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The Knitter’s Guide to Sweater Design by Carmen Michelson and Mary-Ann Davis proved to be a plethora of valuable information, especially a section on Reverse Tapered Body, pgs. 69-74 .  I read between the lines and “cherry picked” what information I needed.

(Size L) CO 182 sts – (Size M) 166 sts  = 16 sts  decrease over 8″

8″ x 4 rows (refer to pattern gauge) = 32 rows

16 sts divided by 2 = 8 sts

32 rows divided by 8 = 4 rows

Decrease 2 sts every 4 rows

Of course, this is what I’m going to try, but perhaps you have another approach.  By all means, go with your own plan.

Here’s my favorite picture of Super Moon 2016 on a foggy Northern California evening.

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Photo Credit: Mary Lou Fall

If At First You Don’t Succeed

try try again. My journey back into sewing all started with an unsuccessful trip to the mall. The mass produced garments hanging on the racks, sewn out of low quality fabric, and lacking style and fit did not deserve a visit to the fitting room.  I briskly walked to my car and could not wait to arrive home because tucked away in several storage bins in my attic were options, Swiss cotton, Italian cotton, wool and silk.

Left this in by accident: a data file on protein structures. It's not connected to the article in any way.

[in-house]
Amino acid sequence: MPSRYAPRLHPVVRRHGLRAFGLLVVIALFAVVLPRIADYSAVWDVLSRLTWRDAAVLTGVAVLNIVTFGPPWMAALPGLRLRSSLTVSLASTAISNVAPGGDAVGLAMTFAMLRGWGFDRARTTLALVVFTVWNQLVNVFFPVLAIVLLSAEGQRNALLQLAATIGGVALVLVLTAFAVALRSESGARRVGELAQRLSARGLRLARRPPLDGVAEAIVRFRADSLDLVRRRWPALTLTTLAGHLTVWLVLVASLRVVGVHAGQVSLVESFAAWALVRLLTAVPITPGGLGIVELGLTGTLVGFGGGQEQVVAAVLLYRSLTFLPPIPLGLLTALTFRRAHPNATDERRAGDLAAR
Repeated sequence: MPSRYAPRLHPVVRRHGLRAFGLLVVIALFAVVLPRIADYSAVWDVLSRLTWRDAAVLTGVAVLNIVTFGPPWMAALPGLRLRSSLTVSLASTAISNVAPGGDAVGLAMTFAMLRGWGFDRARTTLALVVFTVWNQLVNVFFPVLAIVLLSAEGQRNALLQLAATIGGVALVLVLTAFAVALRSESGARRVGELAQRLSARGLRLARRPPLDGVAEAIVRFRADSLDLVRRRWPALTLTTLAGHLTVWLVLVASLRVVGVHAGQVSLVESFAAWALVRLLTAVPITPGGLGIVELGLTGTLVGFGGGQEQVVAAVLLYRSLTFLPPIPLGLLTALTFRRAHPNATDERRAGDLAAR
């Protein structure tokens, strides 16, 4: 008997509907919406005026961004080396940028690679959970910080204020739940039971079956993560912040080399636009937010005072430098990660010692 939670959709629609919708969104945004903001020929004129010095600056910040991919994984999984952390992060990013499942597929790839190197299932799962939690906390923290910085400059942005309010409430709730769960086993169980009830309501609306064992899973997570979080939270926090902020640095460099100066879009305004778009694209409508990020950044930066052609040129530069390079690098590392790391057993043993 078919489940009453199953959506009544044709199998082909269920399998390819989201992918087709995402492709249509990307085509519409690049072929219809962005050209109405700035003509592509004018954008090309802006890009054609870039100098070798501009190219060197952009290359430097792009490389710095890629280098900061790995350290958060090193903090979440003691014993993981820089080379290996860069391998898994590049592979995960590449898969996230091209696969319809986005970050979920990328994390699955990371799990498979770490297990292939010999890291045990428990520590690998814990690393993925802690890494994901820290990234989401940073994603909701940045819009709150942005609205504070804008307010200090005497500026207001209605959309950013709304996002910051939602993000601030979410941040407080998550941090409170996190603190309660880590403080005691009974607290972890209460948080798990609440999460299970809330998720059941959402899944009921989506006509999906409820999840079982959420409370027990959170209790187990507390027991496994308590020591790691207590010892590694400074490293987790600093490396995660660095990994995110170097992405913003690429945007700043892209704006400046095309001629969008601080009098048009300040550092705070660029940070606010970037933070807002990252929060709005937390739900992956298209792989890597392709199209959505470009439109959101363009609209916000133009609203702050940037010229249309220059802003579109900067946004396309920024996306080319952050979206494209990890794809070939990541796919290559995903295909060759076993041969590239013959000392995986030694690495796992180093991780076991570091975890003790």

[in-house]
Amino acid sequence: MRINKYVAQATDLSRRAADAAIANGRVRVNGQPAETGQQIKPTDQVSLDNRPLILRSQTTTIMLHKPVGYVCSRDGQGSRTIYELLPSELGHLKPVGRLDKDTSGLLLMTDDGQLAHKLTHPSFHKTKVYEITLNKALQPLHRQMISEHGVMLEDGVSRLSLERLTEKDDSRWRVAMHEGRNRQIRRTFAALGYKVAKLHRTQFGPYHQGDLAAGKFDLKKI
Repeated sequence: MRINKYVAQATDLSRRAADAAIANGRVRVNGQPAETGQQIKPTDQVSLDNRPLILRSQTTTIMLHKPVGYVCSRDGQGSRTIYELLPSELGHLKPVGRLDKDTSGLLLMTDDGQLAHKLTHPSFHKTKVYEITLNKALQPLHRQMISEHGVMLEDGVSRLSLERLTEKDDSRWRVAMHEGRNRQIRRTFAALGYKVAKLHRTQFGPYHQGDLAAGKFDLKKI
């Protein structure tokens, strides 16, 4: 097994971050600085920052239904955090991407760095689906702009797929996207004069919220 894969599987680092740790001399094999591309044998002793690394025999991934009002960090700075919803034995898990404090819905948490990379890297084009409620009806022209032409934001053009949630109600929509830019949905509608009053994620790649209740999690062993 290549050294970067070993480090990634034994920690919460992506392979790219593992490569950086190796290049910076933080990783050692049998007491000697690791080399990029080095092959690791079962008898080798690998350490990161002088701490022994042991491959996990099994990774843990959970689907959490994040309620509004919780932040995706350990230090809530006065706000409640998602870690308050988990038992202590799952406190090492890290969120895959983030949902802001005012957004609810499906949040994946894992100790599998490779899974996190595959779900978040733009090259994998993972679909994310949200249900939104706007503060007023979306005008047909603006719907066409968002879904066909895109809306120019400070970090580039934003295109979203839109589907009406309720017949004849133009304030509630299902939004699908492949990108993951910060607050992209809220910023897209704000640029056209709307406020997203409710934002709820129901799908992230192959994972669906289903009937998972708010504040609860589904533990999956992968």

It just so happened a pattern drafting Skirts class being offered at Eddie’s Quilting Bee fit my schedule. Skirts The Beginning_1

By implementing Sally-Ann’s instructions in conjunction with Nicole Smith’s, Skirt-A-Day Sewing, I drafted a skirt foundation block using my low hip measurement. Upon the completion of the skirt block, I drafted a two-dart sloper.  At this point, Sally-Ann mentioned, “Sometimes in takes three to eight muslin to reach the final draft.”  My first draft needed alteration.  After taking 2″ off the waist and 1/4″ off below the low hip, I drafted a second sloper.  The second muslin side seams pointed out that my hips tilt forward.  Sigh..Back to the drawing board.  I drafted 3/4″ off the back and added it to the front.  The third muslin did not hang even.  I have one hip higher than the other.  I proceeded to cut and pivot the front by inserting 1/2″ at the low hip measurement, and inserting  1/4″ to the back.  The fourth muslin back did not require any further alterations, but I needed to pivot the front by inserting an additional 1/2″ for a total of 1″.  The fifth muslin front and fourth muslin back are perfect… ten drafts later.  The final copy of the final sloper needs to be mounted on poster board with spray adhesive.  On to the next phase, A-Line Skirt.